Anthropologists of kinship reading this book will appreciate Anidjar’s insistence that blood’s career as the imagined substance of relatedness “involves the becoming-fact of a figurative relation between part and whole” (129). Anidjar declares his debt to David Schneider (1968) and Claude Meillassoux (2001) for denaturalizing the notion of consanguinity as a basis of kinship. However, the French anthropologist explicitly criticizes people who assign too much significance to the church in the emergence of this idea, and links blood-kinship ideologies to aristocratic societies and the question of inheritance. The point that thinking of blood as the essence of kinship is neither natural nor without consequence is well taken, but Anidjar does not always engage counterarguments that locate the sources of this paradigm outside of theology.

 

So what is the book trying to say about Christianity? One noteworthy point is that Anidjar explicitly limits his analysis to western Christianity (vii), and later explains that he sees the Middle Ages as characterized by the “papal revolution” – the formalization of the political function of Catholic hierarchs as heads and guardians of a Christian community at the same time as the Eucharist was standardized as an obligation for all Christians (122, 340 n. 270). This raises the question, what happens to Eucharistic piety under a different division of secular and ecclesial power? Eastern Christianity never had a pope; perhaps more importantly, it did not develop the cult of the suffering of Christ in the same graphic detail as Catholic and Protestant traditions. However, it would be difficult to argue that the reluctance to wallow in the wounds of Christ made Orthodox Christians any less willing to shed the blood of non-Christian neighbors. An analysis of Christian blood in traditions that do not trace themselves back to papal authority would provide comparative grounds for engaging a question both Anidjar and Carl Schmitt leave open: what are the mechanisms by which particular theologemes inform political and economic behaviour?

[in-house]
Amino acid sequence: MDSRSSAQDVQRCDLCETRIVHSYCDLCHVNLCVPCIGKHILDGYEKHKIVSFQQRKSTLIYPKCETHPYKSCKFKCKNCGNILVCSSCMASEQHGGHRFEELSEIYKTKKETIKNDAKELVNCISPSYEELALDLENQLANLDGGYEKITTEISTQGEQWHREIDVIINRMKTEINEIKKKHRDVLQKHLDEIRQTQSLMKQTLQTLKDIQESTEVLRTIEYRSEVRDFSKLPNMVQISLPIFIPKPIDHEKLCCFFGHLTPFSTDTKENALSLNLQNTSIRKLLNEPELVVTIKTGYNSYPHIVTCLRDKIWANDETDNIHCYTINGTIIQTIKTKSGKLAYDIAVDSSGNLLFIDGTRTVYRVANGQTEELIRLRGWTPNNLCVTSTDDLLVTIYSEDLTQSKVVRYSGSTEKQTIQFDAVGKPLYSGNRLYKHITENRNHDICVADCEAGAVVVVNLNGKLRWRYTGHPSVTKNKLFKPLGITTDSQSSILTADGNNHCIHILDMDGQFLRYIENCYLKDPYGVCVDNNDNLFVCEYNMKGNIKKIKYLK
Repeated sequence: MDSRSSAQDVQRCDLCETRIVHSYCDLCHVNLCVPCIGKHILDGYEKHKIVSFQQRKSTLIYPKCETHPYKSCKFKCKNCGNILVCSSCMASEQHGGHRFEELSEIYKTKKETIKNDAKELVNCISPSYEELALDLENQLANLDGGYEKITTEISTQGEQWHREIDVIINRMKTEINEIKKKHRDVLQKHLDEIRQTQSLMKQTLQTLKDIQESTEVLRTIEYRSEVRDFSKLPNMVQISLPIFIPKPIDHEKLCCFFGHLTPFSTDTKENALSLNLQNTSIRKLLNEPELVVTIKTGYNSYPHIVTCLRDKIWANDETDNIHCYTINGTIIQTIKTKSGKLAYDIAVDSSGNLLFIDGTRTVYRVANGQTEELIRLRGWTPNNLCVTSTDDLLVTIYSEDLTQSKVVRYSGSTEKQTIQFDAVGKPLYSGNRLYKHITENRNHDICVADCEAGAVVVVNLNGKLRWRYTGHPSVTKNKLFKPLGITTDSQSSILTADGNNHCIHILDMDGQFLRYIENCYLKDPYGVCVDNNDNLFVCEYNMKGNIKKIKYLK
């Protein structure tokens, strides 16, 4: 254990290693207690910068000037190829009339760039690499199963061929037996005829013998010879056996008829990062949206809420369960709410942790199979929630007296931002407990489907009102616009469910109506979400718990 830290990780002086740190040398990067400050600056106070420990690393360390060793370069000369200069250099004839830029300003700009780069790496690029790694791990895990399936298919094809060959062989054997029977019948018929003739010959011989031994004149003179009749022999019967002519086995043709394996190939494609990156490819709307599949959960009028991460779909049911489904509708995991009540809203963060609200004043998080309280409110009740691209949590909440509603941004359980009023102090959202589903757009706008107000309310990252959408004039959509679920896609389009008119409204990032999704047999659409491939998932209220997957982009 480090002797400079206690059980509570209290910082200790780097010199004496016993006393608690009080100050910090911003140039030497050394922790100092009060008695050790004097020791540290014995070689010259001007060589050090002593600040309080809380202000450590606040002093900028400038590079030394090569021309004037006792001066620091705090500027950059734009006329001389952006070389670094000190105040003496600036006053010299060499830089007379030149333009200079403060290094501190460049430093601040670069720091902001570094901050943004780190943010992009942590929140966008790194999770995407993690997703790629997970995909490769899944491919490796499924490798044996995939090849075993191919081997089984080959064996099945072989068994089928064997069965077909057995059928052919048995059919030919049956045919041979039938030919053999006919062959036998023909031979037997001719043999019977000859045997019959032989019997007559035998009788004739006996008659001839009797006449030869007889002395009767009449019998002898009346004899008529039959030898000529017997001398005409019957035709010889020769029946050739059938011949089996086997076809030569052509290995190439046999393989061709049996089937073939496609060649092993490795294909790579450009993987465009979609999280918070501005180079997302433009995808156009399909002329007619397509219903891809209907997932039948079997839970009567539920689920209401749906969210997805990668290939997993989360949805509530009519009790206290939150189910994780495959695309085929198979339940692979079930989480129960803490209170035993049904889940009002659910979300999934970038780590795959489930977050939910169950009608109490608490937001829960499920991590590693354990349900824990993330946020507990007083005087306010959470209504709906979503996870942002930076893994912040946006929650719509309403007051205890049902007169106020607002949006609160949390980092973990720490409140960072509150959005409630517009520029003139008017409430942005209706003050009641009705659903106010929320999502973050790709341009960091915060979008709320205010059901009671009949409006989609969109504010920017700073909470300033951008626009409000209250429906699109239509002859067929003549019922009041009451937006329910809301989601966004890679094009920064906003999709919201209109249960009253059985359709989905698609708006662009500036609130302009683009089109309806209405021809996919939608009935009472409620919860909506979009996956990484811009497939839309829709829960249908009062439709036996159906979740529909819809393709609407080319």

Another potential question for anthropologists interested in Christianity is raised by the frame of the book. Consisting of an introduction focused on Walter Benjamin’s essay “Critique of Violence” and a conclusion engaging with Freud’s Moses and Monotheism, it offers a diagnosis of Christianity’s central problem that is somewhat independent of the rest of the text. As Jewish thinkers, both Benjamin and Freud point to Christianity as a system of thought whose agents see themselves as victims of violence rather than perpetrators. Christianity “puts the victim at the center of history” (11) and “turned the cult of the dead father into a worship of the murdering son as innocent” (251). This recalls Friedrich Nietzsche’s idea of Christian morality as slave morality fuelled by ressentiment, and would indicate that Christians, even where they hold political power, might be predisposed to misrecognize themselves as weak, and lack ethical tools for recognizing and working with power. Anthropologists, like Nietzsche’s and Anidjar’s Christians, often prefer to adopt the perspective of the marginalized. But the question of what happens to the religion of the meek when its members hold political office and social influence comes up in studies of Pentecostalism (O’Neill 2009) and in situations of religious revival after more secular periods, as is occurring in the postsocialist world (Luehrmann 2011; Papkova 2011). An engagement with Anidjar’s diagnosis that Christian theology might predispose such groups to misrecognize their own power would provide an interesting starting point for an ethnographic exploration of what is “Christian” about Christian politics. For those of us who are not predisposed to seeing liquefied theology everywhere, those aspects of Blood that identify specific characteristics of Christian political theologies may prove the most stimulating.

 

References cited:

Anidjar, Gil. 2003. The Jew, the Arab: A History of the Enemy. Stanford: Stanford University Press.

—. 2007. Semites: Race, Religion, Literature. Stanford: Stanford University Press.

Bynum, Carolyn Walker. 2007. Wonderful Blood: Theology and Practice in Late Medieval Northern Germany and Beyond. Philadelphia: University of Pennsylvania Press.

Luehrmann, Sonja. 2011. Secularism Soviet Style: Teaching Atheism and Religion in a Volga Republic. Bloomington: Indiana University Press.

Meillassoux, Claude. 2001. Mythes et limites de l’anthropologie: le sang et les mots. Paris: Page deux.

O’Neill, Kevin Lewis. 2009. City of God: Christian Citizenship in Postwar Guatemala. Berkeley: University of California Press.

Papkova, Irina. 2011. The Orthodox Church and Russian Politics. Oxford: Oxford University Press.

Schneider, David. 1968. American Kinship: A Cultural Account. Chicago: The University of Chicago Press.